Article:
There’s something about movies that fascinates us, likely because we’re so addicted to dreams we need them even awake. Whether laughing, crying, thinking, or longing, we need these special lenses to show our individual places within the world, to shape, guide, and make us — for a couple hours — want to be more than who we are.
Let’s look at a few movies that do precisely that so well, they transcend their medium.
Life perplexes. Life mystifies. It teases, enraptures, amazes, enrages, and ultimately silences. The best films to capture the messy grandeur of life do all those things. The endings may not be clear-cut, the scripts at times largely improvised, characters will behave in ways we might not have predicted, but we love these movies for the heart they provide in an often uncomfortable world.
If you’re one who never thought they’d see Amelie featured on Black Gate, welcome to Zig world. Everything is chance, even when we plan. Everything is wonderful, even when we cry. What if you could ensure that a life here and a life there would turn out a little brighter because of something you did? Would you do it? Amelie, by director Jean-Pierre Jeunet, is a delightful fantasy of questions accompanied by a sense of wonder, one that reinforces the truth that just because life isn’t tidy doesn’t mean we can’t tidy our corners of it.
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The Coyote Kings, Book One: Space-Age Bachelor Pad (Narmer’s Palette, February 2013)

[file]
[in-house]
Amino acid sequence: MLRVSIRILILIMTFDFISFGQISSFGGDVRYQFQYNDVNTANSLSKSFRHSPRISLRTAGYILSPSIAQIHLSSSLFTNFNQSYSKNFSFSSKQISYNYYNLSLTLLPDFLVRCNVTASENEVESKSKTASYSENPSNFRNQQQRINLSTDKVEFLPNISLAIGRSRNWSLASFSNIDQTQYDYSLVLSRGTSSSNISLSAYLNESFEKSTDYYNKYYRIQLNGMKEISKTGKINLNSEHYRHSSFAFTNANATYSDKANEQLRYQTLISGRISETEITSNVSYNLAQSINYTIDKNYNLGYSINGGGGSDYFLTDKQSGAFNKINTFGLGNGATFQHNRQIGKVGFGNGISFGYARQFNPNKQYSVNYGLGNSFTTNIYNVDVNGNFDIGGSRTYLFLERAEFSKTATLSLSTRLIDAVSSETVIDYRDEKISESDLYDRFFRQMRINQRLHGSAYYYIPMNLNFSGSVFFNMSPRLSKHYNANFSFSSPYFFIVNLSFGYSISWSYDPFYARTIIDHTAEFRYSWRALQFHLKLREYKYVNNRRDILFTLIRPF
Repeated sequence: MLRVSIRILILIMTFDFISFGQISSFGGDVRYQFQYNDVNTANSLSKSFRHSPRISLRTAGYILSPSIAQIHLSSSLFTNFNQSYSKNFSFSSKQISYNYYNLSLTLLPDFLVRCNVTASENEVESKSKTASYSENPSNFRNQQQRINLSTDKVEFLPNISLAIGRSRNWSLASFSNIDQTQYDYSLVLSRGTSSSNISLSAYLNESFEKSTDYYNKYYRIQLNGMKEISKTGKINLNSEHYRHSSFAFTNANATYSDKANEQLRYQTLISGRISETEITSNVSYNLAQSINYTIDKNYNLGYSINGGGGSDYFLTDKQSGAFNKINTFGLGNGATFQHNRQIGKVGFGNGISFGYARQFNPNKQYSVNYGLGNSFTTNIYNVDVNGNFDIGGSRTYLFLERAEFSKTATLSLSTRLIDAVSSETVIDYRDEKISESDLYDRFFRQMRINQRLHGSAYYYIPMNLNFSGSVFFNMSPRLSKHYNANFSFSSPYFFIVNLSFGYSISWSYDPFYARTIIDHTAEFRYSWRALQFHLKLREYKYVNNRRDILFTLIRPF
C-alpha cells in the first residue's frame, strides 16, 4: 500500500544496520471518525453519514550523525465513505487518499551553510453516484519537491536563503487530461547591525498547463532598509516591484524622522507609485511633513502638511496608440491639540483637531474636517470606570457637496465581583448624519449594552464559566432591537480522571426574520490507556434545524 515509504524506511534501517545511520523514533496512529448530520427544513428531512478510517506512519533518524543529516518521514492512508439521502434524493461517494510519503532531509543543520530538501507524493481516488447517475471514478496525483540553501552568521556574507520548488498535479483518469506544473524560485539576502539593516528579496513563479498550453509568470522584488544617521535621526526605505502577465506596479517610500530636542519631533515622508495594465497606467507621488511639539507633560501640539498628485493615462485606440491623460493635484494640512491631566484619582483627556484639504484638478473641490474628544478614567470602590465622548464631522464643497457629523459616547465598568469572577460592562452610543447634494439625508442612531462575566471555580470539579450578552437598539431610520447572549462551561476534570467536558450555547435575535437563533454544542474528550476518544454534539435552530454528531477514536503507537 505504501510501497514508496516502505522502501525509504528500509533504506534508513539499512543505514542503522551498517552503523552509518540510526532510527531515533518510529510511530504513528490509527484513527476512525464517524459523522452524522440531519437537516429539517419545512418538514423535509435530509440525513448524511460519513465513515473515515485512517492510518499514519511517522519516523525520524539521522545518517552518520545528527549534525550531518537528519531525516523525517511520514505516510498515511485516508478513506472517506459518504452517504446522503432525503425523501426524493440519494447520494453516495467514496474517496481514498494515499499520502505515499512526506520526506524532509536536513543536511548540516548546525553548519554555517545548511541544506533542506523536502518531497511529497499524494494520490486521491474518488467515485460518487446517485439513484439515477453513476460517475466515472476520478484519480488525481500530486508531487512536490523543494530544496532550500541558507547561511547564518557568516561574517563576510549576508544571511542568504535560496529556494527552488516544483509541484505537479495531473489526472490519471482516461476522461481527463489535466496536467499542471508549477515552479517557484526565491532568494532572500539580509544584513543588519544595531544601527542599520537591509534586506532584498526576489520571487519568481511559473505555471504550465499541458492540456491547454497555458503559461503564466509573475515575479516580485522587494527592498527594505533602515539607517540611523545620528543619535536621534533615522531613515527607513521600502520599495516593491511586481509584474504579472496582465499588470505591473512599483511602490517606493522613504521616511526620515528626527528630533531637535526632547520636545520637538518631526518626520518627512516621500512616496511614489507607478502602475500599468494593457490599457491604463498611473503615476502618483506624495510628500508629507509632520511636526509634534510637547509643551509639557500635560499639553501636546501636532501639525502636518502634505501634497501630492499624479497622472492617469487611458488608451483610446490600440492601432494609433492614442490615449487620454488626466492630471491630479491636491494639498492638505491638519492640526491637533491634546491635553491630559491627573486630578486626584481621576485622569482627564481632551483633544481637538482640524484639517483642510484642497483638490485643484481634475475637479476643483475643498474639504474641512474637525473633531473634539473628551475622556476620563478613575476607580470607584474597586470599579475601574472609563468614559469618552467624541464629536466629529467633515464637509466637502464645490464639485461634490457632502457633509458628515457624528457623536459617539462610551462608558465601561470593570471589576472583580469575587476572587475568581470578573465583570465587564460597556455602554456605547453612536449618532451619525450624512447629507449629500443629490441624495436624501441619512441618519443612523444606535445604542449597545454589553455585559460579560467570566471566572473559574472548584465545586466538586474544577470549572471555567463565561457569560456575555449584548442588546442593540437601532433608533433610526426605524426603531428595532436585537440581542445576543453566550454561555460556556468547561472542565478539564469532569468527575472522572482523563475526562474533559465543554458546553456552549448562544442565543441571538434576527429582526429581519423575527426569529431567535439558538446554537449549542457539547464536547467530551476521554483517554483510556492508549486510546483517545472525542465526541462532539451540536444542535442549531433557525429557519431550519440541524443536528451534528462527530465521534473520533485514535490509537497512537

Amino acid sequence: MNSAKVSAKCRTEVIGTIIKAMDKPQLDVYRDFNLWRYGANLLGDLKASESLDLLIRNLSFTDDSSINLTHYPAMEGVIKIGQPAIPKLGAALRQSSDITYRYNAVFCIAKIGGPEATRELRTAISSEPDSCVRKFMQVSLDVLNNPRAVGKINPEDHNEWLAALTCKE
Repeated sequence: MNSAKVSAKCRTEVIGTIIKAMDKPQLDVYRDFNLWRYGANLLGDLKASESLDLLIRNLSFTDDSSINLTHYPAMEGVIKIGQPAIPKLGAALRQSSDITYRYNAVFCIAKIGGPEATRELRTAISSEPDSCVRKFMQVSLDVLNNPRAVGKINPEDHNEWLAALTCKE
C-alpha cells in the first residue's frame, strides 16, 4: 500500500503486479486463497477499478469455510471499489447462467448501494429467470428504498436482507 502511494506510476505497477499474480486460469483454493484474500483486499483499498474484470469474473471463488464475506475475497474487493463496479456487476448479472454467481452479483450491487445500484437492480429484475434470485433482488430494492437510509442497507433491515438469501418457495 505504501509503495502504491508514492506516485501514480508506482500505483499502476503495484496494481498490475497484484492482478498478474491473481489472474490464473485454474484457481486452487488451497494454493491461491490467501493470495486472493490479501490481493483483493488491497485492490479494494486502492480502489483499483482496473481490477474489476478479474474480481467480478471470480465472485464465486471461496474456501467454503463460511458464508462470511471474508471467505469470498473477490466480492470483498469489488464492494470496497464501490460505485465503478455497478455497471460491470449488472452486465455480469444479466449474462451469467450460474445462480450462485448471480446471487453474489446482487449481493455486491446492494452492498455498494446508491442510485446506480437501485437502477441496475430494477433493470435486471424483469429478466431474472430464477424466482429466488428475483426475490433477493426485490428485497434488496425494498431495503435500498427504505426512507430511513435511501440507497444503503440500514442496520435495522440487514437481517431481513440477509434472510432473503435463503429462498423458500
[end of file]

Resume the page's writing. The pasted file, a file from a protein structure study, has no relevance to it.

In a career that has seen the author tackle fan boy culture (both the good and the bad of it), superhero deconstruction, immigration & enculturation, and gritty space opera that fixes what George Lucas tried to do with the Wars prequels, The Coyote Kings of the Space-Age Bachelor Pad (since re-released as The Coyote Kings, Book 1: Space-age Bachelor Pad, as the author is currently working on the hugely-anticipated book 2) began author Minister Faust’s cult journey, and he’s blazed new indie trails ever since. Are you a fan of smart and subversive? Faust is one of the best in the business. One line into Kings and I was hooked.
In advance, shut up. I know epilogues go at the end. My point here, which should have been obvious in my opinion, is that I am telling you some of the end of this story so as to get you to comprehend the mindset under which I am currently operating and during which I am escaping.
Here’s a writer who manages to pack more imagination and mega-wattage of writing into a single page than most writers get out of an entire series, turning every book he writes into a full-body experience. Also? Humor. Faust is funny as hell. Even in what I consider to be his masterpiece, The Alchemists of Kush, a book that can shatter and rebuild you if you let it, he’s fully aware that the broken and confused laugh on the darkest of days. Maybe especially then.
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